Research Posts (2 installments + review
in final exam)
1st Research Post
due 21-26 March (or before)
2nd Research Post due 12-
16 April (or before)
Research and write two “adventures
/ experiments in research.”
exercises must be relevant to our subject matter but also
reflect your personal and professional interests.
Content & Organization: Posts
are reports, not essays.
They should be interesting and readable, but they are
not analyses of literary
texts. Rather, they are explanations of your
research findings in a subject area
Relate your research to Literature, even if only by reviewing the texts
you consult, but
content options include history, anthropology, sociology, religious studies, etc.
Your topic may grow from a course
text or author, a Web Review, a term or theory mentioned in the course
or another student's presentation, or relevant material from other courses
or personal reading.
Your second post may resume the
same content as your first posting, so that your two posts relate to,
build on, or vary each other--or they may be distinct subjects.
- The only absolute stipulation for content is
that the subject must have something to do with colonial or postcolonial
literature, history, or theory.
If you choose Research Posts for
your Research Plan, your final
exam will summarize and assess these research experiments as part of your
overall learning experience.
Most typical mistake:
Students will want to write a personal analysis of texts we're studying or
might study. That approach is an essay, not a report. Some primary research
may be involved, but the report requires secondary research.
Length: at least 4 paragraphs, plus or
minus bibliographic information
Bibliographic requirements and
information: At least 4 sources, at least some of which should be from
reputable scholarship and not just stray internet postings. MLA style is
expected. Information may be included in text or more completely in listings at
end of posting.
information may be included in paragraphs or more
completely in listings at end of posting.
Posting to webpage:
Email contents to instructor at
Instructor will post to webpage and email notification of posting with a brief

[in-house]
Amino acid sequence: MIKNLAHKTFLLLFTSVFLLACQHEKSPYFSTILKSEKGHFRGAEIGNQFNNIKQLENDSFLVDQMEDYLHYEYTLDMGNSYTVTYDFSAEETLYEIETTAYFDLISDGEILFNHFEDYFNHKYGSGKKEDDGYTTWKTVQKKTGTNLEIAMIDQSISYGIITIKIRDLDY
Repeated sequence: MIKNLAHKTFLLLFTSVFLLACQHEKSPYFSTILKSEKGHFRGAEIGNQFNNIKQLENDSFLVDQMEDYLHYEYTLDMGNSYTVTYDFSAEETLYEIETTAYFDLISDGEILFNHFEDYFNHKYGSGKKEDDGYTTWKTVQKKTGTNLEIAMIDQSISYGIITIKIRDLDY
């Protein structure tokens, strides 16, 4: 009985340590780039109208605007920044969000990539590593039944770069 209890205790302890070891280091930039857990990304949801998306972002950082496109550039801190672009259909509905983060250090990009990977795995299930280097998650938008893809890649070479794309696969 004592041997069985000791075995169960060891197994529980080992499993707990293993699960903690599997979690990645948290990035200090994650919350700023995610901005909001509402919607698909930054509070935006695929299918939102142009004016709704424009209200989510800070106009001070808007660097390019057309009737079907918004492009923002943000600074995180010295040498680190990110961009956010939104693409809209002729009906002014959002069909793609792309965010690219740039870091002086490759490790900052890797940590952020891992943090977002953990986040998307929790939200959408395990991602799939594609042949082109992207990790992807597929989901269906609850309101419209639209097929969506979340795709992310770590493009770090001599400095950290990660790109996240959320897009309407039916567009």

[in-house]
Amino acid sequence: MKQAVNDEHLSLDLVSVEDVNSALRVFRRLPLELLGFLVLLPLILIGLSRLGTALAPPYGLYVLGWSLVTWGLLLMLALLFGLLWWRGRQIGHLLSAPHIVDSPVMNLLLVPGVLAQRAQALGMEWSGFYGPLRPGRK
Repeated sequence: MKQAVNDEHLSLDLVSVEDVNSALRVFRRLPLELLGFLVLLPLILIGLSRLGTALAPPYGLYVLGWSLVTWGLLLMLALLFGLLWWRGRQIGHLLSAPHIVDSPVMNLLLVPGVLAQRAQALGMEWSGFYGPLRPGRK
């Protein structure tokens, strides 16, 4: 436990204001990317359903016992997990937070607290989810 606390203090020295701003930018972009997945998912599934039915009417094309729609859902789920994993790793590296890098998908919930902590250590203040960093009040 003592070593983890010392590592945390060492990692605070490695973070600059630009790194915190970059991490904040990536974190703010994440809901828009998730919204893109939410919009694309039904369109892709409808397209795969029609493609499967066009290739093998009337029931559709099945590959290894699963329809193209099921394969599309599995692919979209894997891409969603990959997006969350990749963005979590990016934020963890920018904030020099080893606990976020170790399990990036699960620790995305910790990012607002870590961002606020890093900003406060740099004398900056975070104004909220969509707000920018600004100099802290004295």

reaction. This may be
all the feedback the student will receive until final grade report. (See
for your entry that will serve as a web heading or link. This title should
indicate the content. The title may take the form of a question.
paragraph: Introduce and frame a question you want
to answer or a topic you want to know more about.
- Explain the source or
background of your interest; what you already knew on the subject, how or where
you learned it or were alerted to it, etc.
- These backgrounds can be personal as
well as educational or professional.
- At some point in this introductory
paragraph, a statement of the question you’re trying to answer should appear.
3rd paragraphs: Describe your search
for answers to your question or topic.
- Identify, locate, describe, and
evaluate at least two sources.
- Your sources may be print, Web, or personal (interview, lecture, conversation, or anecdote).
- If Web, provide links.
print, provide bibliographic information. (MLA style is preferred, but the main
point of all documentation is to enable your reader to find the source.)
“personal,” provide as much contextual information as possible; welcome to
paragraph: What is the answer to your question?
- Your “answer” may take a variety of forms, as long as you demonstrate
- You may find a definite answer to your specific
- Or you may learn that you’ve asked the wrong question, in which case
you could conclude by revising your question.
- Summarize and